U.S. regional banks rally, capping whipsaw week

FILE PHOTO: A general view of Pacific Western Bank in Huntington Beach

By Manya Saini and Chibuike Oguh

(Reuters) – Shares in PacWest Bancorp jumped nearly 82% amid a broader rebound in U.S. regional banks on Friday after analysts upgraded a number of lenders they said were oversold, though some investors fretted the surge may be short-lived.

Investor worries about the health of mid-sized lenders deepened in recent days following the collapse of First Republic Bank and PacWest’s announcement that it was exploring strategic options to bolster its finances, which triggered a brutal sell-off.

The whiplash in regional banks’ shares underscores ongoing investor uncertainty over the health of the sector as market sentiment has started to over-run balance sheet fundamentals.

Friday’s jump, buoyed by a stronger-than-expected jobs report that lifted Wall Street’s main indexes, could be painful for some investors that have bet heavily against regional banks.

“The regional bank group has completely disconnected from the fundamentals during this week’s sell-off,” Art Hogan, B. Riley Wealth chief market strategist, wrote in a note to investors.

JPMorgan analysts, led by Steven Alexopoulos, upgraded their ratings of several regional banks on Friday, including Western Alliance, Comerica and Zion Bancorp, saying that the stocks appear “substantially mispriced” after seeing “intense shorting/selling pressure.”

“With sentiment very negative and a potential sector re-rating on the horizon, we now move to the middle of the boat and adopt a neutral sector stance,” the analysts wrote in a note to investors.

Western Alliance and Zion Bancorp gained 49% and 19%, respectively. Comerica Inc rose 17%, Keycorp was up nearly 10%, First Horizon Corp added 9%, and Truist Financial Corp jumped about 10%.

The KBW Regional Banking Index, which has plunged about 30% this year, closed nearly 5% higher.


But some investors said the rebound may not signal a long-term shift in sentiment.

“It’s more of relief rally just after the dramatic sell-off,” said Sandy Villere, portfolio manager at Villere & Co in New Orleans, adding the market may also be anticipating some kind of government support for the sector in coming days.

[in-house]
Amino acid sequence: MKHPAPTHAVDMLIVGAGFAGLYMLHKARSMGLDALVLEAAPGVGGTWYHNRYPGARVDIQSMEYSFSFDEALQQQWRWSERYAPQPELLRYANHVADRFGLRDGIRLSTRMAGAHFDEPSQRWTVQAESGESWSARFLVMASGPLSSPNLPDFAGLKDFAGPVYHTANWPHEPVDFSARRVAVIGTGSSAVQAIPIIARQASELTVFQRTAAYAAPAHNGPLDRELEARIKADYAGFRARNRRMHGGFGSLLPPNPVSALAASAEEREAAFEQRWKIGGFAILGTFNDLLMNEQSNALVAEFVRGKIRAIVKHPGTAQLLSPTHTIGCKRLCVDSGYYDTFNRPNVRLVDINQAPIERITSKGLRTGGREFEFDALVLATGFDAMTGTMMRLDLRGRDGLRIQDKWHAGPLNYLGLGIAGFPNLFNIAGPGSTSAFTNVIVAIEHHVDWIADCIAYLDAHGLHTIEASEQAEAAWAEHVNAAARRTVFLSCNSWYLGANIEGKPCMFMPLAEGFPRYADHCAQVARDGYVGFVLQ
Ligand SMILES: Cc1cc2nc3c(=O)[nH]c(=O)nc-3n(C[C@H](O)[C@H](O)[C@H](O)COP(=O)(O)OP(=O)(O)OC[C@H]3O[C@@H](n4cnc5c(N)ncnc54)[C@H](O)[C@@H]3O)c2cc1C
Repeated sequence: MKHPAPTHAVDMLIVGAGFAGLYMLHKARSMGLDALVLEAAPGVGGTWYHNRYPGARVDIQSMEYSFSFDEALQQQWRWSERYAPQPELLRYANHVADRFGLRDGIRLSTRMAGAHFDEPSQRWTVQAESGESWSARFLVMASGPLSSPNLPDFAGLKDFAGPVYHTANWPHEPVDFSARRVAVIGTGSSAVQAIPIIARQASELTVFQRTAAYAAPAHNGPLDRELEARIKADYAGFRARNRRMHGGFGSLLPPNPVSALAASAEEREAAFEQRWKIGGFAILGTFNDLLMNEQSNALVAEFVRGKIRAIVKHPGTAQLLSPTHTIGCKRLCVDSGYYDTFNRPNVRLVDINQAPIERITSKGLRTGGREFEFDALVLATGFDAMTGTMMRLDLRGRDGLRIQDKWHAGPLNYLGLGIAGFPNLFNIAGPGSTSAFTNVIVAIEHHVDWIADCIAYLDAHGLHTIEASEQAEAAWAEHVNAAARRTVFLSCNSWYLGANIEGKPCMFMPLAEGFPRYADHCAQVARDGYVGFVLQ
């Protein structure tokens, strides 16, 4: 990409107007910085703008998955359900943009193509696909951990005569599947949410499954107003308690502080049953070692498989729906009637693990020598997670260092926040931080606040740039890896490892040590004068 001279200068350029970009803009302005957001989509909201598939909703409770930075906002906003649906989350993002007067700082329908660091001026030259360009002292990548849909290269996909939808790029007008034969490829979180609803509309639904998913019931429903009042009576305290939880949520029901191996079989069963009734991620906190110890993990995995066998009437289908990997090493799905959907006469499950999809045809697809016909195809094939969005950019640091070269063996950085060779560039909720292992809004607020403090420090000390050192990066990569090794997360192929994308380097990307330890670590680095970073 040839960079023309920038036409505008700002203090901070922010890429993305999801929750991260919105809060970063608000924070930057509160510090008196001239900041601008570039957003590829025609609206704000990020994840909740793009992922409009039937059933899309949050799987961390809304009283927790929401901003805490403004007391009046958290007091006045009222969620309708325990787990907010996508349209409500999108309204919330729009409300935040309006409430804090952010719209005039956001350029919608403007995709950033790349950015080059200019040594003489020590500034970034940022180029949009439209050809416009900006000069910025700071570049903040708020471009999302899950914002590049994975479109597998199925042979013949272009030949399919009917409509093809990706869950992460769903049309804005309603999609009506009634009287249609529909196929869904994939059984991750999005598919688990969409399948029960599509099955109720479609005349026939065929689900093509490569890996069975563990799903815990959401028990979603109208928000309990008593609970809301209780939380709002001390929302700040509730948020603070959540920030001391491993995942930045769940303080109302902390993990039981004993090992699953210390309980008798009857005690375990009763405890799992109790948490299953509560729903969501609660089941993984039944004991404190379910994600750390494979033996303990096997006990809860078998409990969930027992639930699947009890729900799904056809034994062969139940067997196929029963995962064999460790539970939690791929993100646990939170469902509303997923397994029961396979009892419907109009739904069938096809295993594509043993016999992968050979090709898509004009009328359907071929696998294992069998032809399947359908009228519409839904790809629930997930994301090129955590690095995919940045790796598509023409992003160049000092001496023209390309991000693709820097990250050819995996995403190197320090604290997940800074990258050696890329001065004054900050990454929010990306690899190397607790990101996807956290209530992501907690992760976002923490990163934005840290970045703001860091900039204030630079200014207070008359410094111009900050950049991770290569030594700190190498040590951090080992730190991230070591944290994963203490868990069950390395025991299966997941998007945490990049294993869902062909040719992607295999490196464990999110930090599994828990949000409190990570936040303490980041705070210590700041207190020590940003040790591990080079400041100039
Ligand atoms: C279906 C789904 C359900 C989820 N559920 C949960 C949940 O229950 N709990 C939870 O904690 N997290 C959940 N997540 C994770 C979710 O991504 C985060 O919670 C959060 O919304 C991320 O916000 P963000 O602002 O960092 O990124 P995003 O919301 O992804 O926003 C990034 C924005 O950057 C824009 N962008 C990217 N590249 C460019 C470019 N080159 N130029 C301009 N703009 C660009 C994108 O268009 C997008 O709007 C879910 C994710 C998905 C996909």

Wall Street executives have urged regulators to provide greater protection for bank deposits, arguing only a strong intervention could stop the contagion, although some analysts have said such a move is not immediately likely.

“The most recent movements in bank equity prices are more about general confidence than deposits. That would be a more difficult issue for regulators to address,” said Citigroup analysts.

On Friday, St. Louis Fed President James Bullard reiterated the position of regulators that the banking sector is fundamentally in good shape, telling the Economic Club of Minnesota that regional banks had a “couple of issues” but represented a small share of U.S. financial intermediation.

Deposits at small U.S. bank fell slightly to $5.32 trillion in the week ending on April 26th compared with $5.34 trillion in the prior week, Fed data showed on Friday, indicating that customers retained confidence in mid-sized lenders.

U.S. Treasury Secretary Janet Yellen will also tell her Group of Seven counterparts next week that the banking system remains sound, Reuters reported on Friday.

(Graphic: US bank stocks slide as failures worry investors – https://www.reuters.com/graphics/GLOBAL-BANKS/jnvwyrxlkvw/chart.png)

As many as 16 midsized banks have shed more than $57 billion in market capitalization since last Friday, Reuters calculations showed.

Short-sellers reaped a combined $430.47 million in paper profits betting against PacWest, Western Alliance, Zion and First Horizon on Thursday, according to data from analytics firm Ortex.

“A shift in momentum could cause a massive short squeeze,” said Hogan.

Regional banks have hit back at short sellers, writing in a letter to Securities and Exchange Commission chair Gary Gensler on Thursday that many such bets did “not appear to reflect the issuers’ financial status.” Gensler said on Thursday the agency would probe any manipulative behavior. 

(Reporting by Manya Saini and Manas Mishra in Bengaluru and Chibuike Oguh in New York; additional reporting by Amruta Khandekar; Editing by Michelle Price, Lance Tupper, Vinay Dwivedi, Jonathan Oatis, Louise Heavens and Deepa Babington)